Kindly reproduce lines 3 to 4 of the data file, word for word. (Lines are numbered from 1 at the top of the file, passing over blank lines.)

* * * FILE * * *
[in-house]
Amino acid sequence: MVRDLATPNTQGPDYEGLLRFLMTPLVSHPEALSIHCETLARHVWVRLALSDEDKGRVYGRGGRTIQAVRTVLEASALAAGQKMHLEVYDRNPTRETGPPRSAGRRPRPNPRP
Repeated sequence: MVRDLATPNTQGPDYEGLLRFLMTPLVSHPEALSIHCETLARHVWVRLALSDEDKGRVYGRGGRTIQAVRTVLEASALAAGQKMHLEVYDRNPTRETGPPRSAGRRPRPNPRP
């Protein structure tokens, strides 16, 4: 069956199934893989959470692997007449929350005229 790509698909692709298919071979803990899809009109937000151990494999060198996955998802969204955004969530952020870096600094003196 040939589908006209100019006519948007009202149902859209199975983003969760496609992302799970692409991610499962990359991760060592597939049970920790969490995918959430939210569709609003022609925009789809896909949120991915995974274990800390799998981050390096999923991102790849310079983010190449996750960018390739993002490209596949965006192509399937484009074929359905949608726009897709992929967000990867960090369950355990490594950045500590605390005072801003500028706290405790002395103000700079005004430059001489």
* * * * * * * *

Repeated sequence: MVRDLATPNTQGPDYEGLLRFLMTPLVSHPEALSIHCETLARHVWVRLALSDEDKGRVYGRGGRTIQAVRTVLEASALAAGQKMHLEVYDRNPTRETGPPRSAGRRPRPNPRP
């Protein structure tokens, strides 16, 4: 069956199934893989959470692997007449929350005229 790509698909692709298919071979803990899809009109937000151990494999060198996955998802969204955004969530952020870096600094003196 040939589908006209100019006519948007009202149902859209199975983003969760496609992302799970692409991610499962990359991760060592597939049970920790969490995918959430939210569709609003022609925009789809896909949120991915995974274990800390799998981050390096999923991102790849310079983010190449996750960018390739993002490209596949965006192509399937484009074929359905949608726009897709992929967000990867960090369950355990490594950045500590605390005072801003500028706290405790002395103000700079005004430059001489």